A key part of being a skilled and obsessional Americana collector or dealer is the ability to predict which books, texts, images and other materials of our age will be sought after by future generations of Americana collectors and dealers. In other words, you not only have to be up on collecting trends today (many of which in turn are based on popular academic/intellectual disciplines); you have to be able to predict what about our age will become canonical in American history of the future.
I had this principle in mind when, working in my West Village apartment not twenty blocks from Ground Zero, hearing F16s patrolling the waterways two blocks south, I stumbled on the Library of Congress’s online exhibit “Witness and Response: September 11 Acquisitions at the Library of Congress” ( www.loc.gov/exhibits/911/911-home.htm). Inarguably, 911 is, at least, the Pearl Harbor of our time, and its documents will be coveted by future generations of Americana scholars, dealers, and collectors. Furthermore, it’s an event – or rather a gruesome series of events – that continues to reverberate today, with, as we all know, dire implications for our present as well as for our immediate future.
So the question remains: how do you capture such a pivotal yet deeply traumatic three-dimensional day through one-dimensional digitized documents? The Library of Congress sets out to do so quite ambitiously in its aforementioned online exhibition. “Witness and Response…” is divided into many parts, the first of which is an “Exhibit Overview” which sets the context for the contents that follow:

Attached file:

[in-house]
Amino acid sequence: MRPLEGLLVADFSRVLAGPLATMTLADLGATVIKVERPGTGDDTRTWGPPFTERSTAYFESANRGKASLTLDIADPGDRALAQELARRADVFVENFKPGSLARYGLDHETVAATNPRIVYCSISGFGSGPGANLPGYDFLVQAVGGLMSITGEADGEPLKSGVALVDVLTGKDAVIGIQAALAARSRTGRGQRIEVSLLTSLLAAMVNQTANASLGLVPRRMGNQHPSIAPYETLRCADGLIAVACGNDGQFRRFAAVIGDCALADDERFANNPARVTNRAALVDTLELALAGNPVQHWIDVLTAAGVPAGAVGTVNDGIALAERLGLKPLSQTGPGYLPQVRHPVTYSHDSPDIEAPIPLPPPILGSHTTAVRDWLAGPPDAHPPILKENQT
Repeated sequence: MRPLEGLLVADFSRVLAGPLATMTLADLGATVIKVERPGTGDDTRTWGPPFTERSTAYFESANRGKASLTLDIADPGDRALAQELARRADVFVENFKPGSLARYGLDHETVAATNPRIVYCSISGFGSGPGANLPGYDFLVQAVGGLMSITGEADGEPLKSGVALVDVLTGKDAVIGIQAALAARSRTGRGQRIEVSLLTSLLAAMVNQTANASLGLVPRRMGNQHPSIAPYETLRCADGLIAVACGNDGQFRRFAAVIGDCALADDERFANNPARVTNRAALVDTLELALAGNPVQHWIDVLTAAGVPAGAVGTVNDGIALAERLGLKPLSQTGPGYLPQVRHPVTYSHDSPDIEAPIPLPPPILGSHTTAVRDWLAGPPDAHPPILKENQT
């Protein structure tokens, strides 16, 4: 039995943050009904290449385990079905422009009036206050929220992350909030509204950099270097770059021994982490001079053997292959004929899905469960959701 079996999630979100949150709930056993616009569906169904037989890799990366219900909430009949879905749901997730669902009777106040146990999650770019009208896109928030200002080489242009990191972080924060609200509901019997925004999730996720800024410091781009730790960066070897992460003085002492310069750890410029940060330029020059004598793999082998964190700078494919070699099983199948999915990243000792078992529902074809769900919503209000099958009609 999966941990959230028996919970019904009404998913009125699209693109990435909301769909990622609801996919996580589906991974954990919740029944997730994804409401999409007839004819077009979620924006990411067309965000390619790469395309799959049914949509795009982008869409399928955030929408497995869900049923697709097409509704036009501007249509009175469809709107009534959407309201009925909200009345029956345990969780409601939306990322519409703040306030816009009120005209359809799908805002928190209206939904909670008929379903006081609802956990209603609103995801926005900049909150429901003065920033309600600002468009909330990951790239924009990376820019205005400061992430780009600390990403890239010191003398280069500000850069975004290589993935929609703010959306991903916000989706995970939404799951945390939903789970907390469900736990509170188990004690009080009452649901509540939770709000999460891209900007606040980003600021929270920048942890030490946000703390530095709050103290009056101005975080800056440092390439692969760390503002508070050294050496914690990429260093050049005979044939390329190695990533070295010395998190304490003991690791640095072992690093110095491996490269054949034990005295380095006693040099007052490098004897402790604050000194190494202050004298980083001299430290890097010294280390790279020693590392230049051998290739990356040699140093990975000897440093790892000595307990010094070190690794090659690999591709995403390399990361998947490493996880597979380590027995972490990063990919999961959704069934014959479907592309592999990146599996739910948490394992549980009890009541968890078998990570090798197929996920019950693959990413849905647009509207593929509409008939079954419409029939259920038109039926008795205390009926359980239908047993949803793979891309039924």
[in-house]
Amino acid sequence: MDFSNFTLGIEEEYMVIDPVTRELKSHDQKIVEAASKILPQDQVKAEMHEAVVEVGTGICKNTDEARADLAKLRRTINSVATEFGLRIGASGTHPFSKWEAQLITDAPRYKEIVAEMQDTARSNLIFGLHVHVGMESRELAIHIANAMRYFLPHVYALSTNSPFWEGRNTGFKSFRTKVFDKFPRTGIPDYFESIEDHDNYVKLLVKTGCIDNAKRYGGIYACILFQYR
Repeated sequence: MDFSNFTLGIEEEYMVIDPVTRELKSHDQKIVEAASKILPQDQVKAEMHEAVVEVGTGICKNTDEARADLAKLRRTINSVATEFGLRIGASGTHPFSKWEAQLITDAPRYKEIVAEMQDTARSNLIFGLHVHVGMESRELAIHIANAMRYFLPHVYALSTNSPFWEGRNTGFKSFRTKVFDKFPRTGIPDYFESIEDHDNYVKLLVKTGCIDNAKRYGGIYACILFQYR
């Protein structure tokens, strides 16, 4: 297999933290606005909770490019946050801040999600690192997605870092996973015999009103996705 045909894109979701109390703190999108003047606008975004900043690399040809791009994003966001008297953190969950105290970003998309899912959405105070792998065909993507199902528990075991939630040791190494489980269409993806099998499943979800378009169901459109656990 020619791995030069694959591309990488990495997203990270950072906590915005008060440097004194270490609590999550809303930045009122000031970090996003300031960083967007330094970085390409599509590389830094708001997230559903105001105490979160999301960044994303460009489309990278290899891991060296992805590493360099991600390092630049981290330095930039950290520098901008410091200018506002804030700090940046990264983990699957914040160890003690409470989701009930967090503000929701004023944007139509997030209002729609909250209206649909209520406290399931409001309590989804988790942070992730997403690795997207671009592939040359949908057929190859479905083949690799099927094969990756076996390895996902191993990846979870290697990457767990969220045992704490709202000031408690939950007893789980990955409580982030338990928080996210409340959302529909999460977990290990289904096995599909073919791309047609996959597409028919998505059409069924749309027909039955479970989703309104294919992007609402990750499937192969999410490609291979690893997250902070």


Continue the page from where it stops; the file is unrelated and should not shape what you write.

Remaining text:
This exhibit features collections that the Library has amassed and is still receiving about one year ago….At it’s core, this exhibition is the story of how the 9/11 materials in this national institution arrived here and today reflect what America has experienced while providing assurance that the record will be here in the future for America’s citizens and others to recall and to study. Within hours of the attacks in New York, Washington, D.C., and Pennsylvania, offices within the library mobilized to record and gather for posterity first-hand accounts and images….Over the past year and in almost every section of the Library of Congress, staff have sought and received an abundance of original material including prints, photographs, drawings, poems, eye-witness accounts and personal reactions, headlines, books, songs, maps, videotape, and films. The Library even acquired physical remnants from two of the attack sites. The collection of 9/11 material is in the tens of thousands and continues to grow daily.